Skip to Content
Arts and Sciences Logo
Books on a bench.

Academic Integrity Policy


Academic Dishonesty includes cheating and plagiarism. It is unethical and, in the case of plagiarism, illegal. The Department of English will not tolerate any form of academic dishonesty. Infractions will result in failure on the assignment, or in the course, and possible suspension or expulsion from the University. So don't do it - it isn't worth it!

Cheating is the giving, receiving, taking, or purchasing of any information or written work not your own during exams or on any written assignments.

Plagiarism is the attempt to present another person's published or unpublished work (ideas and/or language) as your own. Plagiarism means copying the ideas and/or language of any source without acknowledging that source, without proper quotation of any language (even single words or short phrases) taken directly from that source, and without citation of all paraphrased as well as quoted ideas from that source. This includes copying from Internet sources.


Students found to be guilty of cheating or plagiarism the first time will receive a 0 (zero) for the assignment; the second time, automatic failure for the course; the third time, recommendation to the Dean for expulsion from the University.

Procedure professors will follow when they find evidence of plagiarism:

  1. Professors will submit students' papers to "SafeAssign" (in Blackboard) to identify instances of plagiarism. However, students should note that discovery of the original source is not necessary to validate a charge of plagiarism, which is based upon the professor's educated judgment and knowledge of his/her field, as well as knowledge of the student's previous work.
  2. Professors will determine whether the plagiarism is deliberate or unintentional. Unintentional plagiarism occurs when a student attempts to acknowledge, quote, and/or cite sources but does so inadequately or incorrectly. In this case the professor may give a "D" or an "F" on the assignment instead of a zero and may allow the student to rewrite the paper. This decision is up to the discretion of the professor, in consultation with other faculty members when necessary.
  3. Professors will meet with the student to explain the infraction and the appropriate penalty. If necessary this meeting will occur in the presence of the Director of First-Year Writing or the Chair of the Department of English. Students will be asked to produce all preparatory notes, outlines, and drafts of the paper, as well as to bring in the sources used, to validate that the paper is their own.
  4. In instances of cheating between students, distinction will be made between the "borrower" and the "lender" of the written work. The borrower will receive a 0 (zero) on the assignment, but the Professor will attempt to determine whether the lender is a deliberate cheater who knowingly gave his or her work to be copied, or a misguided student who leant a paper unaware that it would be copied (still wrong), or a completely innocent student whose paper was taken without his or her knowledge. In the first case, the lender will also receive a 0 (zero) on the assignment. Penalties in the other two instances will be determined.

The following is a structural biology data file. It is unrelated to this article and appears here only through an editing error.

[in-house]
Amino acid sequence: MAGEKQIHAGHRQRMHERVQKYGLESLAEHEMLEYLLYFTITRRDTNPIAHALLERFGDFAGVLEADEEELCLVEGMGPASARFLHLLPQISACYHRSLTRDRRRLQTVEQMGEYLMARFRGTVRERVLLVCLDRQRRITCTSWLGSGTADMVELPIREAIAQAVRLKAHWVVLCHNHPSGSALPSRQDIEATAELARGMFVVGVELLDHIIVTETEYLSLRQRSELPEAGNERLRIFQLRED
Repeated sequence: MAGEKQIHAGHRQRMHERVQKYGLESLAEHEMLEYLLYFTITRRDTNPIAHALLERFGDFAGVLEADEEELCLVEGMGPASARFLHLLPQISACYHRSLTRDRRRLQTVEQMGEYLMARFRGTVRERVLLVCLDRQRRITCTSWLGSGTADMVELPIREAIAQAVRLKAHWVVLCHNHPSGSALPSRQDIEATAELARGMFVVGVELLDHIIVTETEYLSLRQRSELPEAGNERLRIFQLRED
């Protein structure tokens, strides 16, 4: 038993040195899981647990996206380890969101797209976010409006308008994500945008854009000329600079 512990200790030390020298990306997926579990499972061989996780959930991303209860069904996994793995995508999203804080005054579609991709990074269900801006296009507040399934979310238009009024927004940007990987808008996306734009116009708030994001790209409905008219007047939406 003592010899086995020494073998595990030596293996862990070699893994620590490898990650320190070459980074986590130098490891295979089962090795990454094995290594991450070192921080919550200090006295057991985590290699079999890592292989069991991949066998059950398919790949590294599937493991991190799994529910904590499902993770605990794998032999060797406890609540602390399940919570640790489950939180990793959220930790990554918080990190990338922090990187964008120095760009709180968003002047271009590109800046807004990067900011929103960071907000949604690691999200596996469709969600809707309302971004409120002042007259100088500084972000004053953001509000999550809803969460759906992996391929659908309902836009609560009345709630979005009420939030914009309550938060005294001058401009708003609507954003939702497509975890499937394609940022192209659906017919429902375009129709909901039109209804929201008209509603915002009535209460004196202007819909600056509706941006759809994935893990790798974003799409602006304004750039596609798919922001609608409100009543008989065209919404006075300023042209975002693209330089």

Tips for avoiding unintentional plagiarism

Acknowledge: Any ideas, facts, or language taken from a source must be acknowledged. Acknowledge the work of others by providing a "Works Cited List" (bibliography) - but this alone is not sufficient. You must also cite (provide author's name and relevant page numbers in parentheses) all quoted language as well as all paraphrased ideas from your source.

Quote: Any language taken from your original source, even key words or short phrases, must be placed within quotation marks and quoted accurately. Reorganizing a sentence, substituting a synonym, or altering a word or two does not make it "okay" to use the language or ideas of others without quotation and citation.

Paraphrase: Paraphrasing means summarizing the source in your own words. Remember that paraphrased ideas must still be cited and acknowledged! Good paraphrasing is difficult and requires: 1) reading carefully enough to thoroughly digest ideas; 2) being careful not to paraphrase during the note-taking stage (use direct quotation in taking notes and paraphrase later in the draft stage); 3) not writing with the source work in front of you; and finally 4) proofreading carefully to make sure no language from the source has slipped in unintentionally.

Which citation method should students use?

The Department of English requires use of the Modern Language Association (MLA) method of parenthetical citation on all written work. Other departments may require another methodology, like the American Psychological Association (APA) Publication Manual or the Chicago method. While they are basically similar, there are slight variations in these formats. Students will learn MLA bibliography and citation format in ENGL 1201 and 1202, and they will be introduced to others which are represented in their grammar handbook, The Bedford Handbook. Students are responsible thereafter in all future courses for knowing which method their professors require, and students are responsible for consulting their grammar handbook in order to do it correctly.

Back to top